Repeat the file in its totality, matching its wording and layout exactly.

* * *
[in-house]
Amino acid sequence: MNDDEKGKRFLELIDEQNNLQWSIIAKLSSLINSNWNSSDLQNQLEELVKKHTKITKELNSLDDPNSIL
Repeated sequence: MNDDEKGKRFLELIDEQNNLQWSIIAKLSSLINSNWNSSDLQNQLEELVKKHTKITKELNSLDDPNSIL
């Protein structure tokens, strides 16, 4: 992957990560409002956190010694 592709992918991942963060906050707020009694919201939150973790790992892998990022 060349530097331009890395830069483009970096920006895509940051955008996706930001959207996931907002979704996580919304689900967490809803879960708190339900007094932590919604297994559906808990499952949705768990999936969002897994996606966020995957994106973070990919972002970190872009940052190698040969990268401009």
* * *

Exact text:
[in-house]
Amino acid sequence: MNDDEKGKRFLELIDEQNNLQWSIIAKLSSLINSNWNSSDLQNQLEELVKKHTKITKELNSLDDPNSIL
Repeated sequence: MNDDEKGKRFLELIDEQNNLQWSIIAKLSSLINSNWNSSDLQNQLEELVKKHTKITKELNSLDDPNSIL
């Protein structure tokens, strides 16, 4: 992957990560409002956190010694 592709992918991942963060906050707020009694919201939150973790790992892998990022 060349530097331009890395830069483009970096920006895509940051955008996706930001959207996931907002979704996580919304689900967490809803879960708190339900007094932590919604297994559906808990499952949705768990999936969002897994996606966020995957994106973070990919972002970190872009940052190698040969990268401009």